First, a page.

I was just looking for this. Thanks @Dan_Whitnable_Alpaca . And thanks @pw12345 for posting this.

I got this working, and spitting out a lot of data. 2 issues:

  1. For my use case I only need 1 quote for every minute. I tried using the timeframe parameter but it’s still spitting out a lot of quotes from many exchanges. How do I limit it to 1 quote for every minute if possible? Or do I need to download it all and filter myself? In this case, should I use a specific exchange?

I tried this:

req = StockQuotesRequest(
    start=pd.to_datetime('2017-11-03 10:30').tz_localize('America/New_York'),
    end=pd.to_datetime('2017-11-03 10:33').tz_localize('America/New_York'),
  1. I seem to be getting the wrong data when I look at quotes from 2017 for AAPL. Why is that?


@Joseph Unfortunately, there isn’t a direct method to getting a downsampled set of quotes. All the endpoint delivers is all quotes between two times. One would need to load all the quotes and downsample locally with resample or some other approach. This is unfortunate because it makes it very difficult actually using historical quote data because of the shear quantity needed to download.

As far as your second question “I seem to be getting the wrong data when I look at quotes from 2017 for AAPL” why is it you feel it’s “wrong”? Quotes are always raw unadjusted prices. Could it be that you are comparing it to adjusted price data?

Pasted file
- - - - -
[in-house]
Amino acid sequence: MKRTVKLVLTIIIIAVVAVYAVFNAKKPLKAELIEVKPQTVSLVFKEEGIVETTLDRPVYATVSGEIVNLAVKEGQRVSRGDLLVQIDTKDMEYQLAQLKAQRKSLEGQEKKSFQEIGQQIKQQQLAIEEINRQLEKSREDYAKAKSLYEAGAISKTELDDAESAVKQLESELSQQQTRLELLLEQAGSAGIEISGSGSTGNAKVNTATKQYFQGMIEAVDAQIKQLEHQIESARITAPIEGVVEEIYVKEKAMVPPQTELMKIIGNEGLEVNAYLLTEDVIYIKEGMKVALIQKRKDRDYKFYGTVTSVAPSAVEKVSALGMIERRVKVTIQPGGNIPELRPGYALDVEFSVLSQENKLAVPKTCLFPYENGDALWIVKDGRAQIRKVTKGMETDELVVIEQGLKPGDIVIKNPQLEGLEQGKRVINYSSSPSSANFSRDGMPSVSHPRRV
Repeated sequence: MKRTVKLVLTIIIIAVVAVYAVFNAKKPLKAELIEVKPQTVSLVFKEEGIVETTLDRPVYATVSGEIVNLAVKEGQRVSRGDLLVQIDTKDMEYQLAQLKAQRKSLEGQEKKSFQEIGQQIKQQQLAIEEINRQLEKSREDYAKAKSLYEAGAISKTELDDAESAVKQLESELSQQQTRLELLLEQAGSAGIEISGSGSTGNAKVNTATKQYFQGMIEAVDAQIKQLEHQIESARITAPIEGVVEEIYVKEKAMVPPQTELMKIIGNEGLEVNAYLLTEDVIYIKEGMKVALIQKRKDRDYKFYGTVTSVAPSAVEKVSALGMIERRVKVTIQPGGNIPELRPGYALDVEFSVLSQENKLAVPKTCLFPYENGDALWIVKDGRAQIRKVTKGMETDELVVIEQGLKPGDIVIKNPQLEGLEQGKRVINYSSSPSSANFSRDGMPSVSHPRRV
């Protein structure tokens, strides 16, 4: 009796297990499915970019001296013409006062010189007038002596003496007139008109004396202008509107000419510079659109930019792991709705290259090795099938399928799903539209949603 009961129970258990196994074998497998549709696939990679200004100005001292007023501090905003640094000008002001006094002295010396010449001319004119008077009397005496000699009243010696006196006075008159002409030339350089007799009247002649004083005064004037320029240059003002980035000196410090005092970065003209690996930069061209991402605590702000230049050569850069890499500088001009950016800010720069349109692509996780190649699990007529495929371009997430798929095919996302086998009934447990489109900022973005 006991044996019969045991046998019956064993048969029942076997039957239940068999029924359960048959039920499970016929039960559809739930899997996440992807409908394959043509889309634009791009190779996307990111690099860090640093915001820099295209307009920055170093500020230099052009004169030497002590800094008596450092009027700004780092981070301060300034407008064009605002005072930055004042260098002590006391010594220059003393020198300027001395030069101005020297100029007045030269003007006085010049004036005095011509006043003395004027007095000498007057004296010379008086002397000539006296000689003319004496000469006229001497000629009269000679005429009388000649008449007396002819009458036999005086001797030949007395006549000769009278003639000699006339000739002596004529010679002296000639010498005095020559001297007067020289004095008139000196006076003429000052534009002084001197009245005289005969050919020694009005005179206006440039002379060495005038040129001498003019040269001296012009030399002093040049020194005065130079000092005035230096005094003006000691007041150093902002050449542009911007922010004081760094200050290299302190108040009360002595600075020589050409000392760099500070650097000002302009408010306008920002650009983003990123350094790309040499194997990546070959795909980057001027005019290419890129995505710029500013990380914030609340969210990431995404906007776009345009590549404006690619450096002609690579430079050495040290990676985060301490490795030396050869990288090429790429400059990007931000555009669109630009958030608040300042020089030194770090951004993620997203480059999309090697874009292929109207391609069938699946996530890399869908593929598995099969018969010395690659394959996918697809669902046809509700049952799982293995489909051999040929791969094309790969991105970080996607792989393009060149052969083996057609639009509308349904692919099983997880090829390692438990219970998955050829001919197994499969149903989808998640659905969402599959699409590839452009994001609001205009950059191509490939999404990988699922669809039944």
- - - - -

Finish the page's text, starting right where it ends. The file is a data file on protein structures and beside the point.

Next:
Thanks @Dan_Whitnable_Alpaca .

In this case, would asking for a specific exchange trim down the volume of data? If so, which exchange?

Regarding wrong data: Ask_price for AAPL was not 171.35 back in November 2017. Yahoo shows it to be around the $43 range. I’m pretty sure 171.35 is a recent price.

@Joseph Regarding wrong data, the issue is Yahoo results are adjusted for stock splits. One would have actually paid $171 per share of AAPL back in November 2017. In the case of AAPL there was a 4:1 split on August 28, 2020. That split effectively reduced the ‘adjusted’ price by 1/4 which is the $43 you see on Yahoo. One can fetch both split adjusted and actual raw prices using the Alpaca API. Use the parameter adjustment=split or adjustment=raw. Below are those prices split and actual/raw respectively, Note however that the trade and quote data is only raw unadjusted data. Only bars are ever adjusted.